The Paleo diet is a diet plan in which you eat like our ancestors from the Paleolithicum did, from 2,5 million to 10.000 years ago. The argument for the Paleo diet is, that we evolved on this food plan. For thousands of years, we ate like this, and our body adapted and specialised to it. At that time, the food was pure and unprocessed, and that is what you will eat if you follow the Paleo diet. Thing is: the original Paleo diet contains quite some meat, fish and eggs, and no legumes or grains (as they didn’t eat those back then either). So as a Paleo vegan (‘Pegan’), you got to do some homework before you start to make sure you get enough nutrients from your diet. In case Paleo veganism raised your interest, but you got scared back by the restrictions: no worries. Many Palego vegans do not strictly stick to the diet. They eat pure and without any refined or artificial additives, but do eat a bit of legumes and gluten fre grains like oats and rice.
• Gluten free Vegan
Eating plant-based without gluten – it’s possible! Gluten are the protein you find in grains such as wheat, barley, rye, triticale, spelt, kamut, farro, durum, bulgur, semolina and couscous. Oats and oatmeal is naturally gluten free, but often ‘cross-polluted’ with gluten from other grains. Those who follow a strict gluten free diet should therefore buy oats that is explicitly labelled as ‘gluten free’. For vegans with Coeliac Disease, eating gluten free is a no-brainer, but gluten free vegan food is an upcoming trend as well! Fine by me, as gluten intolerance seems to be no real. Especially modern wheat contains a lot of gluten, and many people don’t do so well on this.
Gluten free substitutes: rice, buckwheat, quinoa, amaranth, corn, millet and (gluten free) oats.
One last thing: seitan is a no-go for gluten free vegans, as this is made from pure gluten!
• Low FODMAP Vegan
FODMAP stands for Fermentable Oligosaccharides, Disaccharides, Monosaccharides And Polyols. These are carbohydrates that your body doesn’t absorb so well. The carbs enter your small and large intestine, where bacteria fest on them, which produces gas. That gas can cause uncomfortable bloating and cramps. The FODMAP diet is made for people with IBS (Irritable Bowel Syndrome), and it is said to alleve the symtoms of 75% of the people who follow the diet. Here you find a list of the foods you can and cannot eat on a low FODMAP diet. Scrolling through the list, you’ll quickly arrive at the conclusion that it is pretty hard being a FODMAP vegan.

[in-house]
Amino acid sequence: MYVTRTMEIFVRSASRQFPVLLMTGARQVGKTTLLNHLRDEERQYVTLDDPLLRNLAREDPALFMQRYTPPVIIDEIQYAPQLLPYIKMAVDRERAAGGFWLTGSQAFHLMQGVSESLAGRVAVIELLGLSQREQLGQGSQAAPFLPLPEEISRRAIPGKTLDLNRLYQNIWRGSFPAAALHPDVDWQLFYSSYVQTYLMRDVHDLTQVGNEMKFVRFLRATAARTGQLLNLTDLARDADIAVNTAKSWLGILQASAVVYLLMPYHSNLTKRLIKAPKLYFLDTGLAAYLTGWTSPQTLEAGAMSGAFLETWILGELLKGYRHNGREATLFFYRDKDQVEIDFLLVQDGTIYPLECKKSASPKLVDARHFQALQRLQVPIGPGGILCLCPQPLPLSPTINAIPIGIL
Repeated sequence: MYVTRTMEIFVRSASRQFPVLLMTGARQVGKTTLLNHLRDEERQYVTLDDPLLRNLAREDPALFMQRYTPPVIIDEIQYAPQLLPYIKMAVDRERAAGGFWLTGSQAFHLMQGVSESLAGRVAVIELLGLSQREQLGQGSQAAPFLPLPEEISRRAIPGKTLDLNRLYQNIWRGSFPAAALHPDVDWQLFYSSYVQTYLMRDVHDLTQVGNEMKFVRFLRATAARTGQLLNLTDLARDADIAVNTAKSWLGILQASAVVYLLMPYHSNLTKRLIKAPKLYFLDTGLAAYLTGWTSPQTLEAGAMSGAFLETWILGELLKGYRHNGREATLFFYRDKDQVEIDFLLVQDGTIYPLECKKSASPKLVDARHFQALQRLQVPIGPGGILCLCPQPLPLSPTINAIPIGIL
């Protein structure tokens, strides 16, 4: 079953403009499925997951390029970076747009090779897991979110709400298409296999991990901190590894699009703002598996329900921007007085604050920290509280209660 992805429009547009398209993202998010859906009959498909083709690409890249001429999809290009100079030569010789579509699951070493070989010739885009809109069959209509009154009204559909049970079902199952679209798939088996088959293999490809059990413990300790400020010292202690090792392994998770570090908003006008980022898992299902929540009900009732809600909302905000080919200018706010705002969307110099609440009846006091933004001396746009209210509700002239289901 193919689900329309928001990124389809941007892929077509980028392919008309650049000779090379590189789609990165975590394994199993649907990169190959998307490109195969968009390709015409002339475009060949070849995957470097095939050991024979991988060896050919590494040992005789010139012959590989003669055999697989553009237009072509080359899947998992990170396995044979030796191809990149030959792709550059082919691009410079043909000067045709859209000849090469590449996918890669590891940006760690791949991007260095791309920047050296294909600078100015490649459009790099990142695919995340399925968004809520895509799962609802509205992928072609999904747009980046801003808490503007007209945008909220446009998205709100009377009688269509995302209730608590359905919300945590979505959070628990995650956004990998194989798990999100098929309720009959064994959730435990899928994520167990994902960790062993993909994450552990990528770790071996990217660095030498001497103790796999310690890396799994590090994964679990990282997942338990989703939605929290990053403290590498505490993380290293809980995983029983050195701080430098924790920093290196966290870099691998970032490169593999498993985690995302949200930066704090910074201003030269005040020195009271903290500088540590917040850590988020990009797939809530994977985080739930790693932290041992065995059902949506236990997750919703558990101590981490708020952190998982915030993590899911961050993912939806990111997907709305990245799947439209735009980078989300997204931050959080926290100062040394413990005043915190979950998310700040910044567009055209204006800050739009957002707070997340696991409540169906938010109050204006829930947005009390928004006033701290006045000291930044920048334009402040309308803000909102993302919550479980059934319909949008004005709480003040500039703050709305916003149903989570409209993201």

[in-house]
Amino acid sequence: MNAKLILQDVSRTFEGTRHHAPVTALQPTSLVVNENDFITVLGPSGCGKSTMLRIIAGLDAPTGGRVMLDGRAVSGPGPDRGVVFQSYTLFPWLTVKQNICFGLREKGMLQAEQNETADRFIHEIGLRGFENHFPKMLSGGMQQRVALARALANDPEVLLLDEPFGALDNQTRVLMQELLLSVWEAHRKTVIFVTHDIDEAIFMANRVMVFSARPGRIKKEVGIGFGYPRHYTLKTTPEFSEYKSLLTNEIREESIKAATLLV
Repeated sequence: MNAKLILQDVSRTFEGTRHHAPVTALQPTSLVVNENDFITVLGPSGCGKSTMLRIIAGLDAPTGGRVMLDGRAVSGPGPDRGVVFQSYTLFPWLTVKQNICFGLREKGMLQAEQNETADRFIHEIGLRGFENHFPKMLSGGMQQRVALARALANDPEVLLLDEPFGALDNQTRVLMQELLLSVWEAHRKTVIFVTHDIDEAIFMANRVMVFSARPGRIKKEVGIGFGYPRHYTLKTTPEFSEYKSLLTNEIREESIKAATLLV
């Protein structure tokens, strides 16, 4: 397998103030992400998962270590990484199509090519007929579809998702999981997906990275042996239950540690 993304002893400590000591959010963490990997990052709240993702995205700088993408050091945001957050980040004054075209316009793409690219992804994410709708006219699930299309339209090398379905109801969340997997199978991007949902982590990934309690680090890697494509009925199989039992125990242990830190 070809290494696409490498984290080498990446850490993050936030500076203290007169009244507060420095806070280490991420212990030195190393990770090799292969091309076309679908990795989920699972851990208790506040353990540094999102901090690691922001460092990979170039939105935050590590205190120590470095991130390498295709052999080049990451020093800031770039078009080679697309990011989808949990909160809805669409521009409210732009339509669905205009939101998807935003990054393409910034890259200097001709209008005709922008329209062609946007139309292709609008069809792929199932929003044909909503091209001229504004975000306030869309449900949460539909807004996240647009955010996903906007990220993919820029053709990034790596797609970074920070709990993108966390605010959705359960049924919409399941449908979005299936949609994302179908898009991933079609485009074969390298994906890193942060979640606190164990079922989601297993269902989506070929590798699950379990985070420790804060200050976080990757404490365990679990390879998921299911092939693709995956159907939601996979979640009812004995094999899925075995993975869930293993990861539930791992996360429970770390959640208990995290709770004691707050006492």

Freegans are people that do not buy food but live off what is left and thrown away by individuals and companies such as supermarkets. Often this is a reaction agains the consumer society. Many Freegans are vegan, vegetarian or flexitarian.
These are temporary vegan diet styles. If you follow a mono-island, then 7 to 21 days in a row you’ll eat only the food item that grows on your little ‘island’, often supplemented with a handfull of leafy greens. Common mono-islands are Banana Island and the Potato Cleanse. The idea behind mono-islands is that it soothes your digestive system because you only have to process one type of food.
What I think of Other Types of Vegans and Vegetarians
Many problems in this world arise and sustain because of some people judging other people that do not belong to their in-group. I do not really believe that the battle between vegetarians and pescetarians wil result in a nuclear war, but judgements, contempt and a lack of empathy do not make the lives of people and the world as a whole a better place. What if we stop judging each other as ‘weak’, ‘naieve’, ‘speciecist’ or ‘extreme’, but instead motivate each other to improve or just keep up the good work we already do? I think that in this way, we create happier people, a healthier Earth and less animal suffering than when we take each other down. And if I learned one thing from my Psychology study, it is that rewards are more effective then punishment.
So give a thumbs up for the hideous vegan creation your sister posted on Instagram, inform your flexitarian colleague about the vegan bargains at the supermarket, and compliment your omnivorous table companion for the vegetarian dish he ordered. Embrace all types of vegans and vegetarians and let us now eat hummus. Amen.
De Groot, B. (2016). The Omnivore’s Dictionary: Fictional descriptions of people adopting a plant-based lifestyle as believed by a significant number of members of the meat-consuming society. Breda, The Netherlands: The Leaf-green Press.
Photo credits: Puck Kroon